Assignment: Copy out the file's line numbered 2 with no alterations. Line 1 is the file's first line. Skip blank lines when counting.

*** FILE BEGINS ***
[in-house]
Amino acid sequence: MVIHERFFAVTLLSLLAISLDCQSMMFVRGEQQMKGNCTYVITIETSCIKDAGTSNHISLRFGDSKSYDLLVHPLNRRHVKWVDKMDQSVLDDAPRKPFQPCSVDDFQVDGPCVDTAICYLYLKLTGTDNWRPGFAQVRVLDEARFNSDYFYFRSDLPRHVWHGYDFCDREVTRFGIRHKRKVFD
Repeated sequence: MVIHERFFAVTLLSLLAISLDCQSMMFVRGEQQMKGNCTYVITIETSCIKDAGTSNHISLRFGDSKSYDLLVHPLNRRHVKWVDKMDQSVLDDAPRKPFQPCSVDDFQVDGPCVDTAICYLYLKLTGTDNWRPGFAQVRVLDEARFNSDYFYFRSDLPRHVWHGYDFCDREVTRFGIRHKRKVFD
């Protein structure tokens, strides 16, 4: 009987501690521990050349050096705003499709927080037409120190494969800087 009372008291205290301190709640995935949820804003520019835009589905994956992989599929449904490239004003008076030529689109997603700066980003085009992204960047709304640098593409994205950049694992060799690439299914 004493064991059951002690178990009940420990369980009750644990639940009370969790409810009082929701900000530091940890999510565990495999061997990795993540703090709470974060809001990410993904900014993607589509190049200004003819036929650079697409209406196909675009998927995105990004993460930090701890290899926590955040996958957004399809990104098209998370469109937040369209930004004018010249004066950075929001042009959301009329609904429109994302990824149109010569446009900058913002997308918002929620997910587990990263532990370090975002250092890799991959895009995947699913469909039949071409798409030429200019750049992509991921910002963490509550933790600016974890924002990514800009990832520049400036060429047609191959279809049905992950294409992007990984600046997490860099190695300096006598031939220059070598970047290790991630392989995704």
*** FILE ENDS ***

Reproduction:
Amino acid sequence: MVIHERFFAVTLLSLLAISLDCQSMMFVRGEQQMKGNCTYVITIETSCIKDAGTSNHISLRFGDSKSYDLLVHPLNRRHVKWVDKMDQSVLDDAPRKPFQPCSVDDFQVDGPCVDTAICYLYLKLTGTDNWRPGFAQVRVLDEARFNSDYFYFRSDLPRHVWHGYDFCDREVTRFGIRHKRKVFD